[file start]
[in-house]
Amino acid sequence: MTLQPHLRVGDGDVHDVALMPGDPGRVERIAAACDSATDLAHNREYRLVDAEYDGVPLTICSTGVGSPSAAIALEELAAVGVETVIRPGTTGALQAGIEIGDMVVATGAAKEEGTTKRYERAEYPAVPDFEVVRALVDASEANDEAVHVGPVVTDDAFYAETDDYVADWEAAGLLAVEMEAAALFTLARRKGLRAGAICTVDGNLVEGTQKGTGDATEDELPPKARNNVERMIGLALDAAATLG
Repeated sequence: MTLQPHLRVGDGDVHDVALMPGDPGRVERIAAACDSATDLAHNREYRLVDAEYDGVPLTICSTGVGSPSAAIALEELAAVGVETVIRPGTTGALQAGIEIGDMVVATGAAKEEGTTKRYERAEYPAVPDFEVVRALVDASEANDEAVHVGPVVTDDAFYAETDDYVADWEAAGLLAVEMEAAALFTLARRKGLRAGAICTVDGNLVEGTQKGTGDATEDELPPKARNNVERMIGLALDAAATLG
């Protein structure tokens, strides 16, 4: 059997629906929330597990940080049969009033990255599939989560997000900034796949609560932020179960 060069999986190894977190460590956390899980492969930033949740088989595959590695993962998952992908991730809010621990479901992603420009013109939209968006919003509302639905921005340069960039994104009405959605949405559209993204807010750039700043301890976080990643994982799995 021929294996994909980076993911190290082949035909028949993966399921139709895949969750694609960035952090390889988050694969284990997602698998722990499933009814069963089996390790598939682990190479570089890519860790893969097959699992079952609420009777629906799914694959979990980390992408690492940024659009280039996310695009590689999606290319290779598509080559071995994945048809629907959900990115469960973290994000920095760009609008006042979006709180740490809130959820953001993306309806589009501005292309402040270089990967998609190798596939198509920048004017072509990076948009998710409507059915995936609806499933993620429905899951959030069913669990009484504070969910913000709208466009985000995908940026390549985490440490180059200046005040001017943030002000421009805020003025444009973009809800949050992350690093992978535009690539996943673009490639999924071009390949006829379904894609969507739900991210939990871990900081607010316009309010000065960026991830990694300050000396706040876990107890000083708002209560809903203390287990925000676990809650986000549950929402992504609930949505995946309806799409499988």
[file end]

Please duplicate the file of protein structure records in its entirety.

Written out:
[in-house]
Amino acid sequence: MTLQPHLRVGDGDVHDVALMPGDPGRVERIAAACDSATDLAHNREYRLVDAEYDGVPLTICSTGVGSPSAAIALEELAAVGVETVIRPGTTGALQAGIEIGDMVVATGAAKEEGTTKRYERAEYPAVPDFEVVRALVDASEANDEAVHVGPVVTDDAFYAETDDYVADWEAAGLLAVEMEAAALFTLARRKGLRAGAICTVDGNLVEGTQKGTGDATEDELPPKARNNVERMIGLALDAAATLG
Repeated sequence: MTLQPHLRVGDGDVHDVALMPGDPGRVERIAAACDSATDLAHNREYRLVDAEYDGVPLTICSTGVGSPSAAIALEELAAVGVETVIRPGTTGALQAGIEIGDMVVATGAAKEEGTTKRYERAEYPAVPDFEVVRALVDASEANDEAVHVGPVVTDDAFYAETDDYVADWEAAGLLAVEMEAAALFTLARRKGLRAGAICTVDGNLVEGTQKGTGDATEDELPPKARNNVERMIGLALDAAATLG
């Protein structure tokens, strides 16, 4: 059997629906929330597990940080049969009033990255599939989560997000900034796949609560932020179960 060069999986190894977190460590956390899980492969930033949740088989595959590695993962998952992908991730809010621990479901992603420009013109939209968006919003509302639905921005340069960039994104009405959605949405559209993204807010750039700043301890976080990643994982799995 021929294996994909980076993911190290082949035909028949993966399921139709895949969750694609960035952090390889988050694969284990997602698998722990499933009814069963089996390790598939682990190479570089890519860790893969097959699992079952609420009777629906799914694959979990980390992408690492940024659009280039996310695009590689999606290319290779598509080559071995994945048809629907959900990115469960973290994000920095760009609008006042979006709180740490809130959820953001993306309806589009501005292309402040270089990967998609190798596939198509920048004017072509990076948009998710409507059915995936609806499933993620429905899951959030069913669990009484504070969910913000709208466009985000995908940026390549985490440490180059200046005040001017943030002000421009805020003025444009973009809800949050992350690093992978535009690539996943673009490639999924071009390949006829379904894609969507739900991210939990871990900081607010316009309010000065960026991830990694300050000396706040876990107890000083708002209560809903203390287990925000676990809650986000549950929402992504609930949505995946309806799409499988």